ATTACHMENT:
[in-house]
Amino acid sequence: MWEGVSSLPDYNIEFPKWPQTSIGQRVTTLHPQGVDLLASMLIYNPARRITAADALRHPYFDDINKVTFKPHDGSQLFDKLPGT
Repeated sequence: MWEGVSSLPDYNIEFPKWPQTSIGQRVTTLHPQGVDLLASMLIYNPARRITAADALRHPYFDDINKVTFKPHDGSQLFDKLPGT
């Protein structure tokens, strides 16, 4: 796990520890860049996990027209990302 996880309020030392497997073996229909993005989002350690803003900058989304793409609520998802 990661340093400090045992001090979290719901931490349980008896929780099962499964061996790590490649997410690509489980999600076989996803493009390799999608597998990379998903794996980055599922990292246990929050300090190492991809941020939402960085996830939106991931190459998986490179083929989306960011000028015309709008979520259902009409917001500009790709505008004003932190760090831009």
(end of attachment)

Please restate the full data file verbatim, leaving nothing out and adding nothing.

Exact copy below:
[in-house]
Amino acid sequence: MWEGVSSLPDYNIEFPKWPQTSIGQRVTTLHPQGVDLLASMLIYNPARRITAADALRHPYFDDINKVTFKPHDGSQLFDKLPGT
Repeated sequence: MWEGVSSLPDYNIEFPKWPQTSIGQRVTTLHPQGVDLLASMLIYNPARRITAADALRHPYFDDINKVTFKPHDGSQLFDKLPGT
């Protein structure tokens, strides 16, 4: 796990520890860049996990027209990302 996880309020030392497997073996229909993005989002350690803003900058989304793409609520998802 990661340093400090045992001090979290719901931490349980008896929780099962499964061996790590490649997410690509489980999600076989996803493009390799999608597998990379998903794996980055599922990292246990929050300090190492991809941020939402960085996830939106991931190459998986490179083929989306960011000028015309709008979520259902009409917001500009790709505008004003932190760090831009």